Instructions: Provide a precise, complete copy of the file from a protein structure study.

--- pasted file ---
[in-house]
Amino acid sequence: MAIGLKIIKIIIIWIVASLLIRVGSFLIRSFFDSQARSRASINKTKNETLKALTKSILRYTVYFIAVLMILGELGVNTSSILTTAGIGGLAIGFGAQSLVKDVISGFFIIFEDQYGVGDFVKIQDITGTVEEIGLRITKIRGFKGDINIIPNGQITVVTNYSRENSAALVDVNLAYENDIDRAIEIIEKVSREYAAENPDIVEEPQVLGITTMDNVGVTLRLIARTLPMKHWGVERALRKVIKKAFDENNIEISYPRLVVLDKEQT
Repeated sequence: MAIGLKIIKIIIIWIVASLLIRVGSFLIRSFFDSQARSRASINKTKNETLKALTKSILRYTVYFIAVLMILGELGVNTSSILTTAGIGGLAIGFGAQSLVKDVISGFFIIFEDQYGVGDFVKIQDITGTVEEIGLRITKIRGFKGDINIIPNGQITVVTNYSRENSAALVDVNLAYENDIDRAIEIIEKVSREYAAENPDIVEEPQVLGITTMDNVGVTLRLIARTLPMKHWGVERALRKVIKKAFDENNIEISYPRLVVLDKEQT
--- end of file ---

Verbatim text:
[in-house]
Amino acid sequence: MAIGLKIIKIIIIWIVASLLIRVGSFLIRSFFDSQARSRASINKTKNETLKALTKSILRYTVYFIAVLMILGELGVNTSSILTTAGIGGLAIGFGAQSLVKDVISGFFIIFEDQYGVGDFVKIQDITGTVEEIGLRITKIRGFKGDINIIPNGQITVVTNYSRENSAALVDVNLAYENDIDRAIEIIEKVSREYAAENPDIVEEPQVLGITTMDNVGVTLRLIARTLPMKHWGVERALRKVIKKAFDENNIEISYPRLVVLDKEQT
Repeated sequence: MAIGLKIIKIIIIWIVASLLIRVGSFLIRSFFDSQARSRASINKTKNETLKALTKSILRYTVYFIAVLMILGELGVNTSSILTTAGIGGLAIGFGAQSLVKDVISGFFIIFEDQYGVGDFVKIQDITGTVEEIGLRITKIRGFKGDINIIPNGQITVVTNYSRENSAALVDVNLAYENDIDRAIEIIEKVSREYAAENPDIVEEPQVLGITTMDNVGVTLRLIARTLPMKHWGVERALRKVIKKAFDENNIEISYPRLVVLDKEQT